• Evaluation – any learning professional will tell you that most training activity is wasted without evaluation. As with any other investment, you need to measure and determine your return. An LMS will not only prompt necessary action but also process and report on the resulting information, linking it to KPIs and team/departmental targets.
  • Employee collaboration – an LMS should connect individual employees. After all, mentoring and coaching account for a significant amount of business learning and an LMS should promote and enable knowledge sharing as an option.
  • Make it mobile – finally, given the flexible nature of the modern workforce, more learning than ever is carried out via mobile devices. The ideal LMS is compatible and optimized for a variety of devices and accessible via an online portal.

With an LMS, extra benefits come from integration with the rest of your HR systems. Many of the above features (for example, professional qualifications and evaluation) benefit from or depend on linkages to the data commonly stored in an HRMS. An isolated LMS is often little more than a glorified automatic booking system.

How much does performance management software cost?

As with most other HR technology solutions, LMS costs are broadly dependent on two factors: 1) if the system in the cloud or on-premises, and; 2) is it part of a wider HRMS package or a standalone module?

The cloud offers obvious benefits with its ‘pay as you go’ subscription model of payment: no software license fees and no ongoing investment in hardware. What’s more, in accounting terms, a cloud subscription is usually classed as operational expenditure and not a capital cost. This can make a significant difference to your internal budgets.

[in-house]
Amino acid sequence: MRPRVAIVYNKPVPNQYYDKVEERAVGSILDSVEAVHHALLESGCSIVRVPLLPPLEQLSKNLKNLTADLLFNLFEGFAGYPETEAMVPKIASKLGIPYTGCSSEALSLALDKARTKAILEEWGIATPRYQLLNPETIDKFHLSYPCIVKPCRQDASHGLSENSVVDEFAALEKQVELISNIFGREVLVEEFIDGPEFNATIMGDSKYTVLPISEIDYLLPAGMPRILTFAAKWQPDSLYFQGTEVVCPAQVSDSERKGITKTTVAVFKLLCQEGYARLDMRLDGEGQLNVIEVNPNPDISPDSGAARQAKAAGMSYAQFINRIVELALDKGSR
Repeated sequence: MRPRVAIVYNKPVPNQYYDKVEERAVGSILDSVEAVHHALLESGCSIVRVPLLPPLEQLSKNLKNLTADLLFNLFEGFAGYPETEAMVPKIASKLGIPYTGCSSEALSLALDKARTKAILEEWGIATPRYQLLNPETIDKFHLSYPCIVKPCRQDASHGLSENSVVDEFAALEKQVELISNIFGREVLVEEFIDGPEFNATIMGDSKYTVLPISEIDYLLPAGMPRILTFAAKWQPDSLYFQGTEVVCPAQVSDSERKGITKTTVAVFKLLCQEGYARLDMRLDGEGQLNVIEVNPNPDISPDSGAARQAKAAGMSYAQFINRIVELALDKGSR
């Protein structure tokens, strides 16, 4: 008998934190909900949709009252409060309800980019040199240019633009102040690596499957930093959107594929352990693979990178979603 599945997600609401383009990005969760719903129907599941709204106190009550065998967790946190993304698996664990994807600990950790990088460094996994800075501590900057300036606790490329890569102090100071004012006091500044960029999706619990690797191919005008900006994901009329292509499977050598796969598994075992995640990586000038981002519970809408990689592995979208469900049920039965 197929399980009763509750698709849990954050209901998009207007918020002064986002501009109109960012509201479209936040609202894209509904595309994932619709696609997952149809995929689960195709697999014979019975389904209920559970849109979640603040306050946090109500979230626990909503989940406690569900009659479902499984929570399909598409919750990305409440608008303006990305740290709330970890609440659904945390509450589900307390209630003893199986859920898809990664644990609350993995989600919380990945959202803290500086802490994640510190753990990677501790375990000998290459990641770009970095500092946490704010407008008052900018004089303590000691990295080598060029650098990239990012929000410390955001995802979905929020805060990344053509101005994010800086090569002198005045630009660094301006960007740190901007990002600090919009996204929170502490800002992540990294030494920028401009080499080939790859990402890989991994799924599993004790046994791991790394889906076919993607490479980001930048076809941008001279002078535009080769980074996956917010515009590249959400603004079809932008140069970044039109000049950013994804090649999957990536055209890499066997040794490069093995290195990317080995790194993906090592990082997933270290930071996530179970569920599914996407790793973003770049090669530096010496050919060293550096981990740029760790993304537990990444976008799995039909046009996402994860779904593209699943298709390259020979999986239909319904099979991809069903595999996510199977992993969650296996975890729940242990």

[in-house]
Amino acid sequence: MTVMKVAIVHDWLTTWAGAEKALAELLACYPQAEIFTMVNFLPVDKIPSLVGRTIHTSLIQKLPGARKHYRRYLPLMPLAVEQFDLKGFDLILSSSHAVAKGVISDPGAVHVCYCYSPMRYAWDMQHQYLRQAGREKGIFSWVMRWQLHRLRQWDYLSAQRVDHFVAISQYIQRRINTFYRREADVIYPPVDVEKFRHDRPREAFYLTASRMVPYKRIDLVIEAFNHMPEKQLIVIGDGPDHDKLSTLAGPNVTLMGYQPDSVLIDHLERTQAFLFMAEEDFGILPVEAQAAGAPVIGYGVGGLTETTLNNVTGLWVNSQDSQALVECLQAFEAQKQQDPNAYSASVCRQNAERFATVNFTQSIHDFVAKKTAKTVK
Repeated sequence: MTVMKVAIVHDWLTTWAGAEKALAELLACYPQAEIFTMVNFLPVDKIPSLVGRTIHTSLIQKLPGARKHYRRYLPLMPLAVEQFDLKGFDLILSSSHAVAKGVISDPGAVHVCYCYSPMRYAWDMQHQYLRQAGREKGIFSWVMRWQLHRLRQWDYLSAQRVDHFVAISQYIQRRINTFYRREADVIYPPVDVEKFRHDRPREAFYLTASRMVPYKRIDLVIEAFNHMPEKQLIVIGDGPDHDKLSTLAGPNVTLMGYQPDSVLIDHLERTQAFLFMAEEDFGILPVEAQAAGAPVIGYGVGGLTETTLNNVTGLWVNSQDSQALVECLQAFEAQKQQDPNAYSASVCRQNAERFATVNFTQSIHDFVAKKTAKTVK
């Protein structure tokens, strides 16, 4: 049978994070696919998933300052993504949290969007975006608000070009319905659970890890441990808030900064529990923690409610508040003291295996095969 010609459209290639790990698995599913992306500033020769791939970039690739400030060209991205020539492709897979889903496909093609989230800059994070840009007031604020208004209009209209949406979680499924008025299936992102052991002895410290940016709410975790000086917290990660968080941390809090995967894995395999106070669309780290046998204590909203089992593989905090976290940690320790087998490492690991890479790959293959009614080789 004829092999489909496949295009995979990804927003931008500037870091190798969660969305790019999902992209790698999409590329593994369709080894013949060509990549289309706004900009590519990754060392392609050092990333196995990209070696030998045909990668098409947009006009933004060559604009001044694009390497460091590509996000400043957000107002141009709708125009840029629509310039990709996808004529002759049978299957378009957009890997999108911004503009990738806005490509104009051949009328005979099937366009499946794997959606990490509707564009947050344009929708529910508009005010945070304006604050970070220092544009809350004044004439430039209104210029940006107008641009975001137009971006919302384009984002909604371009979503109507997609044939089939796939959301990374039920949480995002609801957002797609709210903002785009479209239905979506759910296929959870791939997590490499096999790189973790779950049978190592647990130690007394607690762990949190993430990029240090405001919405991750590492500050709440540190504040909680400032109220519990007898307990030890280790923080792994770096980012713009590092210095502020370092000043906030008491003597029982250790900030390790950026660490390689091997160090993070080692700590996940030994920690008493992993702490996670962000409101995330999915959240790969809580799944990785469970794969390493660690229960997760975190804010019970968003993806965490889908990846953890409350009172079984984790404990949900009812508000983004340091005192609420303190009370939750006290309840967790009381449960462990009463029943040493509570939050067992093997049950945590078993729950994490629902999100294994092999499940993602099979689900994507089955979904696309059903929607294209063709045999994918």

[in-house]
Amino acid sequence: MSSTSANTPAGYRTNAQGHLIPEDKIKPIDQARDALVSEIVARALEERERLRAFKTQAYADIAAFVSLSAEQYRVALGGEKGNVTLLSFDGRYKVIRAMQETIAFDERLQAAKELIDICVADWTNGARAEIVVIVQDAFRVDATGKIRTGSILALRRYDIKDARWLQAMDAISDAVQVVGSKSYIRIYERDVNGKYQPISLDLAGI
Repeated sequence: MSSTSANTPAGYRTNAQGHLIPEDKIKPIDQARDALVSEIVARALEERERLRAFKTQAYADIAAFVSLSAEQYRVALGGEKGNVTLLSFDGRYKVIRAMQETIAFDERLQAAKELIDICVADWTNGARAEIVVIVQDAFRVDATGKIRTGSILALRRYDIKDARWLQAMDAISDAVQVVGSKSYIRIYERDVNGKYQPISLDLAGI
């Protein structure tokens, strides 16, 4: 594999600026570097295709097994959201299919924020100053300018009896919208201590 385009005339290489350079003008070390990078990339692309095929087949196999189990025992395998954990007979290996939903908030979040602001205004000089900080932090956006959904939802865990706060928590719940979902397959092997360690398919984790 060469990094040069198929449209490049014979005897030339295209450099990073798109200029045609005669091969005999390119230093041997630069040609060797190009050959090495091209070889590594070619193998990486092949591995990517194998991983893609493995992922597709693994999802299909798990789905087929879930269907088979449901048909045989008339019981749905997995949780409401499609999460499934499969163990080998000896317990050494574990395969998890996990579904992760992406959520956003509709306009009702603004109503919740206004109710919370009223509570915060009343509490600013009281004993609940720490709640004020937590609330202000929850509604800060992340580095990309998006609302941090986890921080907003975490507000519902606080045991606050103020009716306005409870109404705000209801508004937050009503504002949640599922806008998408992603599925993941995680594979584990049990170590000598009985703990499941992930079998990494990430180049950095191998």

Use our comprehensive HRMS pricing guide to find out how much HR software really costs

A standalone LMS module is undoubtedly cheaper than a full HRMS but if you break down the costs by function, the LMS portion of an HRMS probably comes in below the standalone cost. Though, of course, a standalone module offers the possibility of best of breed functionality and if your organization has particularly unique learning management needs, that may be the way to go.

Recommended vendors

Though your requirements will, of course, vary, the following is a short list of well-established vendors of learning management software options:

  • Cornerstone LMS – created by Cornerstone OnDemand and incorporating mobile access, support for social learning, and streamlined processes, this module is part of Cornerstone’s fully compatible range of people-focused software.
  • Docebo – billed as, “The Learning Management System You’ll Love to Use”, Docebo offers access to online courses (including support for multiple formats such as xAPI, SCORM, and AICC), facilitates coaching, and competency mapping.
  • Litmos – a cloud platform that combines pre-packaged learning options with your content management system. A standalone option that claims to connect easily to your other business systems.
  • Saba – another cloud-based option, providing learning management combined with talent management features such as performance management, goal tracking, succession planning, and even recruitment.
  • eSSential LMS – designed for large and medium-sized organizations and boasting mobile access plus gamification tools, eSSential can be deployed either on-premises or in the cloud.

 

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Dave Foxall

About the author…

Dave has worked as HR Manager for the Ministry of Justice for a number of years, he now writes on a broad range of topics including jazz music, and, of course, the HRMS software market.

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Dave Foxall